I had a little leisure time on my hands that fall. Activity in wild lands was just beginning to be felt throughout the State, and the heavy holders of scrip were offering to locate large tracts to suit the convenience of purchasers. Several railroads held immense quantities of scrip voted to them as bonuses, all the charitable institutions of the State were endowed with liberal grants, and the great bulk of certificates issued during the Reconstruction regime for minor purposes had fallen into the hands of shrewd speculators. Among the latter was a Chicago firm, who had opened an office at Fort Worth and employed a corps of their own surveyors to locate lands for customers. They held millions of acres of scrip, and I opened negotiations with them to survey a number of additions to my Double Mountain range. Valuable water-fronts were becoming rather scarce, and the legislature had recently enacted a law setting apart every alternate section of land for the public schools, out of which grew the State’s splendid system of education. After the exchange of a few letters, I went to Fort Worth and closed a contract with the Chicago firm to survey for my account three hundred thousand acres adjoining my ranch on the Salt and Double Mountain forks of the Brazos. In my own previous locations, the water-front and valley lands were all that I had coveted, the tracts not even adjoining, the one on the Salt Fork lying like a boot, while the lower one zigzagged like a stairway in following the watercourse. The prices agreed on were twenty cents an acre for arid land, forty for medium, and sixty for choice tracts, every other section to be set aside for school purposes in compliance with the law. My foreman would designate the land wanted, and the firm agreed to put an outfit of surveyors into the field at once.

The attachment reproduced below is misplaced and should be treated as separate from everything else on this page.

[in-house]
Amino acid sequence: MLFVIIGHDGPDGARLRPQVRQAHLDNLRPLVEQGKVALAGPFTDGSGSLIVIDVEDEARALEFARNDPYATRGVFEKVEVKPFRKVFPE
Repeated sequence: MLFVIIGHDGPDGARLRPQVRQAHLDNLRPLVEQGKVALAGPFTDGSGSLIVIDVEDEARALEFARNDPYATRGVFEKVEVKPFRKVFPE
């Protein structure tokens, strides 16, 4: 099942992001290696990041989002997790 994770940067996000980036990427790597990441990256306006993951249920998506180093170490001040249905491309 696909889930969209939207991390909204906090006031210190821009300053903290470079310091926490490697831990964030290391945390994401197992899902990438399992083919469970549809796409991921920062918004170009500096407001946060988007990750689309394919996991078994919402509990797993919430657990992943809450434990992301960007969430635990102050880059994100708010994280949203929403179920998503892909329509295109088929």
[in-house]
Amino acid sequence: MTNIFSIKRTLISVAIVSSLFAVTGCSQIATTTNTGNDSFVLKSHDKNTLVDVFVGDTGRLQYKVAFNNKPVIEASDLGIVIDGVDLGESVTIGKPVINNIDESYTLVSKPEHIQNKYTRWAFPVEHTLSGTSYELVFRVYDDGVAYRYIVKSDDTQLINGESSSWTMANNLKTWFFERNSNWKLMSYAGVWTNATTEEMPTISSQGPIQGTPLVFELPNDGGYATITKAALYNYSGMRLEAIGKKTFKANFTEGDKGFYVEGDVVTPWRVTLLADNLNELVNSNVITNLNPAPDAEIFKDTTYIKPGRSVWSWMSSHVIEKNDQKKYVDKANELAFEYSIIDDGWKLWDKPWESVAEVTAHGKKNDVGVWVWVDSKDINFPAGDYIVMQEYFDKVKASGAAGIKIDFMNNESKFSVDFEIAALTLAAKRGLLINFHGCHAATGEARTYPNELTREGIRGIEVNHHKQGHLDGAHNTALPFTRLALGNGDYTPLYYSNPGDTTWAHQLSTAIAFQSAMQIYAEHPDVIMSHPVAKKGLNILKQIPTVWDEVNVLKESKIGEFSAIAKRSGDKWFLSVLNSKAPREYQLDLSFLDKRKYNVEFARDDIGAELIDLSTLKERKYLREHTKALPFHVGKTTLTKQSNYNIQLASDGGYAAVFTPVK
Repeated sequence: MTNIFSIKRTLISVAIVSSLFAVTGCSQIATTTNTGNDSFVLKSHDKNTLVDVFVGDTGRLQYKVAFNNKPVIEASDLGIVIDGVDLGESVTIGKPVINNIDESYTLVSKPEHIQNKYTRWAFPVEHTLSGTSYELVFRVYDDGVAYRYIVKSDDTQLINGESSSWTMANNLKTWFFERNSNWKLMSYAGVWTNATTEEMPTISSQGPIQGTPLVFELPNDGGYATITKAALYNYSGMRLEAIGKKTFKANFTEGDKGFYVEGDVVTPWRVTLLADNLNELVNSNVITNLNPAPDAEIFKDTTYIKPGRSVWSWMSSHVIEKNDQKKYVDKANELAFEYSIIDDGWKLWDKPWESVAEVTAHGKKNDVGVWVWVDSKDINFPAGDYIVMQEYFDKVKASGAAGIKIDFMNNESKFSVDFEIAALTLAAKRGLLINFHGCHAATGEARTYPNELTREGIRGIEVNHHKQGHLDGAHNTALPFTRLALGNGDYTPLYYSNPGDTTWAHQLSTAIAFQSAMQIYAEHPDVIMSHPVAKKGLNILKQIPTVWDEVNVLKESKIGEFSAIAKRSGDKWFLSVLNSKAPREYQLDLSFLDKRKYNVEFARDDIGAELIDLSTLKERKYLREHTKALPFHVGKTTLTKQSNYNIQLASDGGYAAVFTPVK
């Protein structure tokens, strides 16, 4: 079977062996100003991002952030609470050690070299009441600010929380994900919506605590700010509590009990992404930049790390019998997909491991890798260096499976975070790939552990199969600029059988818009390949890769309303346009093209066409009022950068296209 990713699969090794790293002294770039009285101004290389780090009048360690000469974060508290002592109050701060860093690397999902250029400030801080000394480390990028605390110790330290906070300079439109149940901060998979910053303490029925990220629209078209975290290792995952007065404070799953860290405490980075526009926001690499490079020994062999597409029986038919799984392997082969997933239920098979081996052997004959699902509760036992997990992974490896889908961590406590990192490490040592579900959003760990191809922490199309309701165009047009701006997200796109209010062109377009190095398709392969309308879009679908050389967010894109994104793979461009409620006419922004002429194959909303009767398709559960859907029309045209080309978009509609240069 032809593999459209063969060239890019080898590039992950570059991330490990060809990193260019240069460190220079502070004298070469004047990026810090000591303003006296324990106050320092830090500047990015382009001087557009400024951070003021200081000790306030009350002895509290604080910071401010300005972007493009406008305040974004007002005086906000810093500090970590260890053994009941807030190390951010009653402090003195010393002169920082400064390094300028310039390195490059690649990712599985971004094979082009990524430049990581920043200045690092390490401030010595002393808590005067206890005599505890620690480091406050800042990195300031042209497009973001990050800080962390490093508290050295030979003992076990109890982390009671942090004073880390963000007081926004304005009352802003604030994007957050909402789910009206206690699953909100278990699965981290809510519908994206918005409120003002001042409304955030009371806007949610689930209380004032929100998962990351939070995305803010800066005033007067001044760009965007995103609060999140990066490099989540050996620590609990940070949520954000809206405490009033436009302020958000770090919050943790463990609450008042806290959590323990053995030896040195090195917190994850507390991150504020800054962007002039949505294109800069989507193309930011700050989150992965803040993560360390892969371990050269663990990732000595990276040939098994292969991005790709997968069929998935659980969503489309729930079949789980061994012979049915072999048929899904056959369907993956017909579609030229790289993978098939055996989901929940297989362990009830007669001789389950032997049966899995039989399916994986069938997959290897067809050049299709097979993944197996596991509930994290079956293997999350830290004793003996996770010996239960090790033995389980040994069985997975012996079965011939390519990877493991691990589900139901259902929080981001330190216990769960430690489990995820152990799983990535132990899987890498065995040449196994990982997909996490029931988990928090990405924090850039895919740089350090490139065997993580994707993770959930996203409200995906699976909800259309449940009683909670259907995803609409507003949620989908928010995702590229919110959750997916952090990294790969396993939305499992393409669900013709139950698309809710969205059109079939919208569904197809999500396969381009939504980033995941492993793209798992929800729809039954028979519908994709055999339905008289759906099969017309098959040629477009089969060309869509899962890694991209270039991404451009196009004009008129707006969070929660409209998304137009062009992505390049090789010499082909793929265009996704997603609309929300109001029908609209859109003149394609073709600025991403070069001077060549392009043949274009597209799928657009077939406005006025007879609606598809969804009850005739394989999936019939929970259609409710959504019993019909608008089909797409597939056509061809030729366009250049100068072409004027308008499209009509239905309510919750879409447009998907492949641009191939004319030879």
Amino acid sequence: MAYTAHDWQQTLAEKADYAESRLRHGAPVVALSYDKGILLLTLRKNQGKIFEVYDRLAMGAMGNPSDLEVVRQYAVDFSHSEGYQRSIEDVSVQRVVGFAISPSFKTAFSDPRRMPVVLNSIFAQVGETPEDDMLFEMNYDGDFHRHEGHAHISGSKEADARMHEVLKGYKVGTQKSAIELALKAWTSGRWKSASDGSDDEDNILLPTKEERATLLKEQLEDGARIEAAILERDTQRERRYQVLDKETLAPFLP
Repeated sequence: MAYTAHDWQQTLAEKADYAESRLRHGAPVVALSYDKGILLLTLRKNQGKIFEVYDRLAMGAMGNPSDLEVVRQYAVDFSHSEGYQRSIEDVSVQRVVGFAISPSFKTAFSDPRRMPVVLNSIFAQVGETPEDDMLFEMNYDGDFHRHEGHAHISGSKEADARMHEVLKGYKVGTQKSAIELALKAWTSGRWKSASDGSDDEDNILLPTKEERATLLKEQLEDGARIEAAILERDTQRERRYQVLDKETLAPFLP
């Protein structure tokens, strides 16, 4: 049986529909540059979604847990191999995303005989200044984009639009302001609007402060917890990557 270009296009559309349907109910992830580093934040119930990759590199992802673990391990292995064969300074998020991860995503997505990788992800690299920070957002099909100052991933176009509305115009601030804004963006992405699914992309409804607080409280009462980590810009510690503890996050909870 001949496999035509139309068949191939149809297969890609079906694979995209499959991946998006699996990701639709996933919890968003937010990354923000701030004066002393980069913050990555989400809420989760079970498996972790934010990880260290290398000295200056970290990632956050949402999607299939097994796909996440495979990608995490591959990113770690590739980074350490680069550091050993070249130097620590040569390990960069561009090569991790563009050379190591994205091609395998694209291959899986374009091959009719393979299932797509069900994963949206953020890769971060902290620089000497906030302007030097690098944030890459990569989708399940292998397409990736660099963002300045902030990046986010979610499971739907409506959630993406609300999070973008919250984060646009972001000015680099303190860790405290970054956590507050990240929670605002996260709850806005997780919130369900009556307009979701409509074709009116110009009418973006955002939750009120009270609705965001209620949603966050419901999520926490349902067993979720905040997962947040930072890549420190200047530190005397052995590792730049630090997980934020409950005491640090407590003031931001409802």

My two ranches were proving a valuable source of profit. After starting five herds of seventeen thousand cattle on the trail that spring, and shipping on consignment fifteen hundred bulls to distilleries that fall, we branded nineteen thousand five hundred calves on the two ranges. In spite of the heavy drain, the brand was actually growing in numbers, and as long as it remained an open country I had ample room for my cattle even on the Clear Fork. Each stock was in splendid shape, as the culling of the aging and barren of both